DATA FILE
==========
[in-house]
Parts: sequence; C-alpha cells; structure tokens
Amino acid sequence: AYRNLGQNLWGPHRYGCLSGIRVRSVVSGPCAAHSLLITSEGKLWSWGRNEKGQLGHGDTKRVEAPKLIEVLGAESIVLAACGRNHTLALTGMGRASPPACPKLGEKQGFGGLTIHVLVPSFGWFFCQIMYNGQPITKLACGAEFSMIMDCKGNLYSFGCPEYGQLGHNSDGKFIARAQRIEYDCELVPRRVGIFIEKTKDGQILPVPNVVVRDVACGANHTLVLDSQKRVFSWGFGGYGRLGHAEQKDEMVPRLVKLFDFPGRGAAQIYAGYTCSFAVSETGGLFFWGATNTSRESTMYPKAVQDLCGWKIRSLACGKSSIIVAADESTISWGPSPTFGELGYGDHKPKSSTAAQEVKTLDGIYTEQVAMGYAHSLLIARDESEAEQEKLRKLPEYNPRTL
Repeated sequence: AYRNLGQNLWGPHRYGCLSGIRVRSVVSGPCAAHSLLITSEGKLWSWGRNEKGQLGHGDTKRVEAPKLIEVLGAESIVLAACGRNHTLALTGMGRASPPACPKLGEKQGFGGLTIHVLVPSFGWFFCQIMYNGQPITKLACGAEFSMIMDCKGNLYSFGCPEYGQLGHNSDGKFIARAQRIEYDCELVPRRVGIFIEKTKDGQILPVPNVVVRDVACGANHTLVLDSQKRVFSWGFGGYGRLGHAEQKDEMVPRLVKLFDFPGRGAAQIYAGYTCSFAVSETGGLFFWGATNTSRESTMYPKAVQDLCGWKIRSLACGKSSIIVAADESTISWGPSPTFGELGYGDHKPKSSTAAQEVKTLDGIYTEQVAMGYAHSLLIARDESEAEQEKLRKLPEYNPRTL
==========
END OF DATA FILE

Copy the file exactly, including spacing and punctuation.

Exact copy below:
[in-house]
Parts: sequence; C-alpha cells; structure tokens
Amino acid sequence: AYRNLGQNLWGPHRYGCLSGIRVRSVVSGPCAAHSLLITSEGKLWSWGRNEKGQLGHGDTKRVEAPKLIEVLGAESIVLAACGRNHTLALTGMGRASPPACPKLGEKQGFGGLTIHVLVPSFGWFFCQIMYNGQPITKLACGAEFSMIMDCKGNLYSFGCPEYGQLGHNSDGKFIARAQRIEYDCELVPRRVGIFIEKTKDGQILPVPNVVVRDVACGANHTLVLDSQKRVFSWGFGGYGRLGHAEQKDEMVPRLVKLFDFPGRGAAQIYAGYTCSFAVSETGGLFFWGATNTSRESTMYPKAVQDLCGWKIRSLACGKSSIIVAADESTISWGPSPTFGELGYGDHKPKSSTAAQEVKTLDGIYTEQVAMGYAHSLLIARDESEAEQEKLRKLPEYNPRTL
Repeated sequence: AYRNLGQNLWGPHRYGCLSGIRVRSVVSGPCAAHSLLITSEGKLWSWGRNEKGQLGHGDTKRVEAPKLIEVLGAESIVLAACGRNHTLALTGMGRASPPACPKLGEKQGFGGLTIHVLVPSFGWFFCQIMYNGQPITKLACGAEFSMIMDCKGNLYSFGCPEYGQLGHNSDGKFIARAQRIEYDCELVPRRVGIFIEKTKDGQILPVPNVVVRDVACGANHTLVLDSQKRVFSWGFGGYGRLGHAEQKDEMVPRLVKLFDFPGRGAAQIYAGYTCSFAVSETGGLFFWGATNTSRESTMYPKAVQDLCGWKIRSLACGKSSIIVAADESTISWGPSPTFGELGYGDHKPKSSTAAQEVKTLDGIYTEQVAMGYAHSLLIARDESEAEQEKLRKLPEYNPRTL